The oldest ammunitions in the Dyke are losing their ability to withstand corrosion. They are increasingly getting old and liable to go “bang”. Based on the geographical location of munitions dumps, seabed fishermen in the southern North Sea are most at risk from encountering conventional or even toxic munitions.
As time passes, munitions will continue to corrode making the output of dangerous substances inevitable.
Additionally, the lack of knowledge concerning the volume of ammunitions dumps in specific locations makes the clean-up of this problem even more hazardous. Spontaneous explosions are a serious problem, with the potential to kill marine mammals and damage passing vessels.
With a maximum depth of 312 metres, the dyke is one of the deepest areas within the European continental shelf. Integration and interpretation of 450 kilometres of sparker seismic data and full-coverage bathymetric data derived from multi-beam echo sounder surveys allow for the investigation of the formation processes of the Beaufort’s Dyke and the evolution of geomorphological features within it.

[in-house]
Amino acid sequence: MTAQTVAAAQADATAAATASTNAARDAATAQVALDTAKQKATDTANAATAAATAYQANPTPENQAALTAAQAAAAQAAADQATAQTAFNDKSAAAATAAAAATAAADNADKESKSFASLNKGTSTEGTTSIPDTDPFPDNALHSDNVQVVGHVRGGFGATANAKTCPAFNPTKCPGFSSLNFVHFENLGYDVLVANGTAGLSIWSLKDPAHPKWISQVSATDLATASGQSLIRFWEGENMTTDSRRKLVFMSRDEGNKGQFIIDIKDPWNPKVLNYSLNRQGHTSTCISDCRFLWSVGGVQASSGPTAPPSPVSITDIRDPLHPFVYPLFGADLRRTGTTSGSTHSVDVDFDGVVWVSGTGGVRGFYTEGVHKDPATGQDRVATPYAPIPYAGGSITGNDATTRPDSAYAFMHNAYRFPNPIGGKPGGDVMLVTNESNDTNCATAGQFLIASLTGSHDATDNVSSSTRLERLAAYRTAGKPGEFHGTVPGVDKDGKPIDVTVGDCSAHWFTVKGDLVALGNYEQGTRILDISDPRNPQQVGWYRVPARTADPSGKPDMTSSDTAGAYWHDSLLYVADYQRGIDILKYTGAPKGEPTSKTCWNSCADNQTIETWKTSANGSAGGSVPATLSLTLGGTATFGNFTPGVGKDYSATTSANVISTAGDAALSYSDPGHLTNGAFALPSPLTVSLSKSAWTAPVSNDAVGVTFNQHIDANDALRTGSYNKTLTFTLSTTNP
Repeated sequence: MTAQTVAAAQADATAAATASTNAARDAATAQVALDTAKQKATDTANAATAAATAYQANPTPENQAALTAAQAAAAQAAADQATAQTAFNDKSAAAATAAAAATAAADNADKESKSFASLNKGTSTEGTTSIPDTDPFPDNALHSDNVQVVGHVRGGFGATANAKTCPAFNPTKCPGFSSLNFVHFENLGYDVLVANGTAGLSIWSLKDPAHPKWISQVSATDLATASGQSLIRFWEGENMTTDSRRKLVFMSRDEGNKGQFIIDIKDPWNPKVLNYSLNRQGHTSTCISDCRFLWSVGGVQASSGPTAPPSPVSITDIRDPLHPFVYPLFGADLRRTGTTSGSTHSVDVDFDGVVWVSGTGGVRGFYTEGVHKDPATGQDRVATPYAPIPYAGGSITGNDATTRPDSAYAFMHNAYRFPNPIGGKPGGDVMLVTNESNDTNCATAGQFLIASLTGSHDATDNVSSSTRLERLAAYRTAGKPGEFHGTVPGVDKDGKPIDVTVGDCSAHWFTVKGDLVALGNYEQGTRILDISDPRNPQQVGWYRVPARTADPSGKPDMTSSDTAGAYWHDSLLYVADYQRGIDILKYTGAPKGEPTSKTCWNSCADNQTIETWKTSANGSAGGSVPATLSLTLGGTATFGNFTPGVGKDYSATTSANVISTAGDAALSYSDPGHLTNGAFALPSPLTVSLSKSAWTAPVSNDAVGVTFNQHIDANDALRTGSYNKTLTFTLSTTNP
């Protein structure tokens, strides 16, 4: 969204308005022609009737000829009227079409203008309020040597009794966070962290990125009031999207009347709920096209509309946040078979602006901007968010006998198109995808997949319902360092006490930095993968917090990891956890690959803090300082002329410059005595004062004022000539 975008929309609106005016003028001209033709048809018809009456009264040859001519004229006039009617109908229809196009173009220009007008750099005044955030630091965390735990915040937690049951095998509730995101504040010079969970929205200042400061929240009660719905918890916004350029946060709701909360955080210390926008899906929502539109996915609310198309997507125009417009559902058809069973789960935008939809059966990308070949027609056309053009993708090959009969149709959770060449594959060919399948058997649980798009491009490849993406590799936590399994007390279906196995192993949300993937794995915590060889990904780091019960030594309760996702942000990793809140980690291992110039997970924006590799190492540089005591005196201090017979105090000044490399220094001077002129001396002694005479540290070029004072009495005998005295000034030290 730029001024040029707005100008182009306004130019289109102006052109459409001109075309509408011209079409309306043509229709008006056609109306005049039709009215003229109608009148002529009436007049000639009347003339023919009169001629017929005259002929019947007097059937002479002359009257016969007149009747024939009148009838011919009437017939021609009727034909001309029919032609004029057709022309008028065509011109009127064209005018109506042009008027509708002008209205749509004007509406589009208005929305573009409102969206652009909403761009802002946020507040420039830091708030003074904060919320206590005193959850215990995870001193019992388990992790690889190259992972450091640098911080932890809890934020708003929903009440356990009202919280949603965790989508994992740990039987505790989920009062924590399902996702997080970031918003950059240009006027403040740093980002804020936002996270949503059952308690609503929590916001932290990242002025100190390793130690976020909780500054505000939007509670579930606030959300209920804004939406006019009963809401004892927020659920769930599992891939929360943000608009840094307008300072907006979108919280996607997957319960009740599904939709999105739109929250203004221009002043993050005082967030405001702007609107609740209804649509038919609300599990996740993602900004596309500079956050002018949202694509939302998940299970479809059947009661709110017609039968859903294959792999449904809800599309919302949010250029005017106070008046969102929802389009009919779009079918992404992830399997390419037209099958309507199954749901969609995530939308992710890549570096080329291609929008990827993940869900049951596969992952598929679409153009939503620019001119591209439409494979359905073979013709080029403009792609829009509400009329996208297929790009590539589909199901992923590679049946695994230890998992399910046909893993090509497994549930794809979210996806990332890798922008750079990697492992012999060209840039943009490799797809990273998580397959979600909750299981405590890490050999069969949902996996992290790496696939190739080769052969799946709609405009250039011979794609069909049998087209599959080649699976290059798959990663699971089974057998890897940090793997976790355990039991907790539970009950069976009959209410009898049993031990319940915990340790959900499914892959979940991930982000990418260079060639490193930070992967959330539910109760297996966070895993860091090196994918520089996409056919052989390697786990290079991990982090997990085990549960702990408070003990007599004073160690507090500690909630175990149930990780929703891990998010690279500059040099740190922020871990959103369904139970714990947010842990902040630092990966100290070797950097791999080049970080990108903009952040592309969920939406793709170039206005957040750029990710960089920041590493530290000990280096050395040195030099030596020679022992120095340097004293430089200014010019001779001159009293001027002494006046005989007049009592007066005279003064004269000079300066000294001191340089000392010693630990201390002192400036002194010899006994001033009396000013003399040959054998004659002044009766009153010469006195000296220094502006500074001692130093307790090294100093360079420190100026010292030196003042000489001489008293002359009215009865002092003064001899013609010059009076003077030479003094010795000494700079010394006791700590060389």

The Beaufort’s dyke, formed by composite subglacial processes dominated by subglacial meltwater discharge, is interpreted as a tunnel valley. The regional isolation of the Beaufort’s Dyke may be explained by the bounding of the North Channel by the bedrock masses of Ireland and Scotland, coupled with the exploitation of structural weakness along a fault plane and presence of halite in the eroded substrate enhancing the erosive potential of the overlying glacier.